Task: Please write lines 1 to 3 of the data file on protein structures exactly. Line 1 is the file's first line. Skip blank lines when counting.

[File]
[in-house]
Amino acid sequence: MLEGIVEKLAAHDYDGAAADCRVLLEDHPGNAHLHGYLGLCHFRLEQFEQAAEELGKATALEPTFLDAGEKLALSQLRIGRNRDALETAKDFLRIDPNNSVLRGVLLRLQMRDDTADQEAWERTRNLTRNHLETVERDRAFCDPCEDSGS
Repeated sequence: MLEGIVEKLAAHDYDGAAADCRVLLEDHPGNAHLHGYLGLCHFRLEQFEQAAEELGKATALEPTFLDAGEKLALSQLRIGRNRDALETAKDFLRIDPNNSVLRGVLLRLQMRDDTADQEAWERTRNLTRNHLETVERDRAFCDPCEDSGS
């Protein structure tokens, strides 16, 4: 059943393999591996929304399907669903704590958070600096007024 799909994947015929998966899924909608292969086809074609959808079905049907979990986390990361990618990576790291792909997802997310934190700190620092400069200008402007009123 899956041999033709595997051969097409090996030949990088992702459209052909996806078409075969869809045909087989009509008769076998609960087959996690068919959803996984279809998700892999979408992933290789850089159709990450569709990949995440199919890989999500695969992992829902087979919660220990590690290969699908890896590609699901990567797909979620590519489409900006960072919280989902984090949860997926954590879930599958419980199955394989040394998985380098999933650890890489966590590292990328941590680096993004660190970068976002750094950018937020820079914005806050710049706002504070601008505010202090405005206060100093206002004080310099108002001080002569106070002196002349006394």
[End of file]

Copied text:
[in-house]
Amino acid sequence: MLEGIVEKLAAHDYDGAAADCRVLLEDHPGNAHLHGYLGLCHFRLEQFEQAAEELGKATALEPTFLDAGEKLALSQLRIGRNRDALETAKDFLRIDPNNSVLRGVLLRLQMRDDTADQEAWERTRNLTRNHLETVERDRAFCDPCEDSGS
Repeated sequence: MLEGIVEKLAAHDYDGAAADCRVLLEDHPGNAHLHGYLGLCHFRLEQFEQAAEELGKATALEPTFLDAGEKLALSQLRIGRNRDALETAKDFLRIDPNNSVLRGVLLRLQMRDDTADQEAWERTRNLTRNHLETVERDRAFCDPCEDSGS